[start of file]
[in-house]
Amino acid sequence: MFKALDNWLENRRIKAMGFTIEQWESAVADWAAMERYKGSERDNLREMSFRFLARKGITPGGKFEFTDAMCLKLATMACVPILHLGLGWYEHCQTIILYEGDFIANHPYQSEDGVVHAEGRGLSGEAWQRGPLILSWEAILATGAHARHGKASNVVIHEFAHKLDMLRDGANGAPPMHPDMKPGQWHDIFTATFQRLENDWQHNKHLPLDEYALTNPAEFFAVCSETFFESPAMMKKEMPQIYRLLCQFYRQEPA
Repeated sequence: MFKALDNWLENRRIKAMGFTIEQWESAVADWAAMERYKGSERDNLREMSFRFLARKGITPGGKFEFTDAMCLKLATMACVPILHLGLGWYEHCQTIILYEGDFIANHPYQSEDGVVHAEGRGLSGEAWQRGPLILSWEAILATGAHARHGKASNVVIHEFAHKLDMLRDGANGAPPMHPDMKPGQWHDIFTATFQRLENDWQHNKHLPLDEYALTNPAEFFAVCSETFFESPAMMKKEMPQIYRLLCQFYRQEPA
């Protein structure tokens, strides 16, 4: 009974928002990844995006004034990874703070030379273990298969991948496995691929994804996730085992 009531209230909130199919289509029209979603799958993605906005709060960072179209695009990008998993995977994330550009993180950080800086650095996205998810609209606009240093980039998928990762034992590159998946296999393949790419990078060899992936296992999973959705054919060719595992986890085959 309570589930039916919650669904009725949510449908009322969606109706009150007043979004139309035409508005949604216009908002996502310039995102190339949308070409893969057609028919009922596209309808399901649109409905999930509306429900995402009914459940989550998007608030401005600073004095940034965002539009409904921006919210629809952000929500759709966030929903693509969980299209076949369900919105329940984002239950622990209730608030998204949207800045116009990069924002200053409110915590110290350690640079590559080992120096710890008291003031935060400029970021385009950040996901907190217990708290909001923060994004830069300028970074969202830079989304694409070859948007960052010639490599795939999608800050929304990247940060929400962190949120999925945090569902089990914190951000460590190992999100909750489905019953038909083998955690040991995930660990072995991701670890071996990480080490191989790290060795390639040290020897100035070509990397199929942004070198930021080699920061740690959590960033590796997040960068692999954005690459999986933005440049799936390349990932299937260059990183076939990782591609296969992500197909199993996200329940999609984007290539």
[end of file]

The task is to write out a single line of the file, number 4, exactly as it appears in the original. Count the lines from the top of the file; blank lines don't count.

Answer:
């Protein structure tokens, strides 16, 4: 009974928002990844995006004034990874703070030379273990298969991948496995691929994804996730085992 009531209230909130199919289509029209979603799958993605906005709060960072179209695009990008998993995977994330550009993180950080800086650095996205998810609209606009240093980039998928990762034992590159998946296999393949790419990078060899992936296992999973959705054919060719595992986890085959 309570589930039916919650669904009725949510449908009322969606109706009150007043979004139309035409508005949604216009908002996502310039995102190339949308070409893969057609028919009922596209309808399901649109409905999930509306429900995402009914459940989550998007608030401005600073004095940034965002539009409904921006919210629809952000929500759709966030929903693509969980299209076949369900919105329940984002239950622990209730608030998204949207800045116009990069924002200053409110915590110290350690640079590559080992120096710890008291003031935060400029970021385009950040996901907190217990708290909001923060994004830069300028970074969202830079989304694409070859948007960052010639490599795939999608800050929304990247940060929400962190949120999925945090569902089990914190951000460590190992999100909750489905019953038909083998955690040991995930660990072995991701670890071996990480080490191989790290060795390639040290020897100035070509990397199929942004070198930021080699920061740690959590960033590796997040960068692999954005690459999986933005440049799936390349990932299937260059990183076939990782591609296969992500197909199993996200329940999609984007290539």